Inside the front cover is an example of the type of information found on shipping papers. Responders should use the emergency contact number located in the upper left corner of the papers first when trying to gain information about a product. If shipping papers are not available, the 24-hour CHEMTREC number or other emergency contact numbers in the book should be used. Along with the shipping papers, or attached to them, must be information that outlines the hazards of the product that can be used in the mitigation of a hazmat emergency. Attaching an Orange Guide page to the papers or having a copy of the ERG available satisfies this requirement.

Pipeline transportation

Hazardous materials are transported in North America through millions of miles of underground pipelines. Products commonly transported through pipeline systems include natural gas, crude oil, gasoline, diesel fuel and jet fuel. Although the pipelines are buried, aboveground structures and signs indicate their presence. If a leak is discovered, identify the emergency telephone number for the company located on an aboveground pipeline marker and then call that number as well as 911.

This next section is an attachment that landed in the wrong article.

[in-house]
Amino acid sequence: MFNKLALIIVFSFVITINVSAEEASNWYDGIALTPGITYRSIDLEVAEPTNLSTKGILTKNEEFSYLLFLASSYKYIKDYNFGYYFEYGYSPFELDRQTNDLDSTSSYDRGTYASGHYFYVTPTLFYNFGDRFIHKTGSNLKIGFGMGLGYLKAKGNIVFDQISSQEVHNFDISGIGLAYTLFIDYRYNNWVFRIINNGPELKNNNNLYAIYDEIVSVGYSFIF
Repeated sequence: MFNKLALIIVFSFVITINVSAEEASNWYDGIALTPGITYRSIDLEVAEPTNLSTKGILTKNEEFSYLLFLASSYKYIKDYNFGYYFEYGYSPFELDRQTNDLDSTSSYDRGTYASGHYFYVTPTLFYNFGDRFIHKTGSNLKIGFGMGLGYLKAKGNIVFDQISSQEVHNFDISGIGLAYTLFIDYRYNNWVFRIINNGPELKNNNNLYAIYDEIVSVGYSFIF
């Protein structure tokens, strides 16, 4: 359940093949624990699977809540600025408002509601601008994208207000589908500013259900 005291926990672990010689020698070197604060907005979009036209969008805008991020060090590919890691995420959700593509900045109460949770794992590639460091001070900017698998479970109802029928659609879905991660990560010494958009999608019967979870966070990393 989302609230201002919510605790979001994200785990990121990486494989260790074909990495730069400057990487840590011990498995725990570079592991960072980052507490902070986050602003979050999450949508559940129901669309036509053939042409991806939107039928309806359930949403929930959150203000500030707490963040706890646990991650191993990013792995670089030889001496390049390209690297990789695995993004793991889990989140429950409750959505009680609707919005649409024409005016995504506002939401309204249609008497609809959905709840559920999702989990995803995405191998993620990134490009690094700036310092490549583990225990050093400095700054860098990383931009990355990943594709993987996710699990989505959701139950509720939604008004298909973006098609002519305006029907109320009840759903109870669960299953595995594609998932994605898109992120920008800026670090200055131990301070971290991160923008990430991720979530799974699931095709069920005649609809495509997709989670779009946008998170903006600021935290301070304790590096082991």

If you know the material involved, identify the three-digit guide number by looking up the name in the alphabetical list (blue-bordered pages) and then use the three-digit guide number to consult the recommendations outlined. This section has been expanded in the 2012 ERG. An additional sign has been included and additional response information has been provided for gas and liquid pipeline emergencies. The information is organized into Rupture and Leak Indicators, Response Actions and Protective Actions.